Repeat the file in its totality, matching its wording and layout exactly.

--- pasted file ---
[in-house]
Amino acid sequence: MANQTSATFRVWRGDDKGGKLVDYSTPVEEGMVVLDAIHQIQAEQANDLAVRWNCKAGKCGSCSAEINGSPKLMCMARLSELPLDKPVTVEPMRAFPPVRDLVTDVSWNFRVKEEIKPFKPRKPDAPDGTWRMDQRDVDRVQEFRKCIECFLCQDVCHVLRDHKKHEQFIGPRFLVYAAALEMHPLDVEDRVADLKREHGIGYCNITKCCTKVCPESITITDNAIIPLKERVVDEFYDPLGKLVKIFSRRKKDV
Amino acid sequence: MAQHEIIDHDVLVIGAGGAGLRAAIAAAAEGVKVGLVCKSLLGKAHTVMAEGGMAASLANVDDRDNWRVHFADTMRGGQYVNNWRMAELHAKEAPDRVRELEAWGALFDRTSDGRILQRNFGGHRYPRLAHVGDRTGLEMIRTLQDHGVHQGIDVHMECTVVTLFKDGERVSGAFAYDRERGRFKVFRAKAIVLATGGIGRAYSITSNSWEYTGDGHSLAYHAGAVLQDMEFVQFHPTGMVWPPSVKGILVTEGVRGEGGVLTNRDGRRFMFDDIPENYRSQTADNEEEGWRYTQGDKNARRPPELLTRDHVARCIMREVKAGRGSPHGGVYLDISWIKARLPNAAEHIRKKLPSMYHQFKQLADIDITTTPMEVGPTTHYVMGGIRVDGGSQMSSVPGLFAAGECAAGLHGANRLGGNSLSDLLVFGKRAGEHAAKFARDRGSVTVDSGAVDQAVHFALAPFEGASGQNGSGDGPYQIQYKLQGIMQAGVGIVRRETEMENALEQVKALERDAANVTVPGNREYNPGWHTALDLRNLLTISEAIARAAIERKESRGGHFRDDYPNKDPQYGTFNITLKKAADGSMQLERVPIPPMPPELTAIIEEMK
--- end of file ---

[in-house]
Amino acid sequence: MANQTSATFRVWRGDDKGGKLVDYSTPVEEGMVVLDAIHQIQAEQANDLAVRWNCKAGKCGSCSAEINGSPKLMCMARLSELPLDKPVTVEPMRAFPPVRDLVTDVSWNFRVKEEIKPFKPRKPDAPDGTWRMDQRDVDRVQEFRKCIECFLCQDVCHVLRDHKKHEQFIGPRFLVYAAALEMHPLDVEDRVADLKREHGIGYCNITKCCTKVCPESITITDNAIIPLKERVVDEFYDPLGKLVKIFSRRKKDV
Amino acid sequence: MAQHEIIDHDVLVIGAGGAGLRAAIAAAAEGVKVGLVCKSLLGKAHTVMAEGGMAASLANVDDRDNWRVHFADTMRGGQYVNNWRMAELHAKEAPDRVRELEAWGALFDRTSDGRILQRNFGGHRYPRLAHVGDRTGLEMIRTLQDHGVHQGIDVHMECTVVTLFKDGERVSGAFAYDRERGRFKVFRAKAIVLATGGIGRAYSITSNSWEYTGDGHSLAYHAGAVLQDMEFVQFHPTGMVWPPSVKGILVTEGVRGEGGVLTNRDGRRFMFDDIPENYRSQTADNEEEGWRYTQGDKNARRPPELLTRDHVARCIMREVKAGRGSPHGGVYLDISWIKARLPNAAEHIRKKLPSMYHQFKQLADIDITTTPMEVGPTTHYVMGGIRVDGGSQMSSVPGLFAAGECAAGLHGANRLGGNSLSDLLVFGKRAGEHAAKFARDRGSVTVDSGAVDQAVHFALAPFEGASGQNGSGDGPYQIQYKLQGIMQAGVGIVRRETEMENALEQVKALERDAANVTVPGNREYNPGWHTALDLRNLLTISEAIARAAIERKESRGGHFRDDYPNKDPQYGTFNITLKKAADGSMQLERVPIPPMPPELTAIIEEMK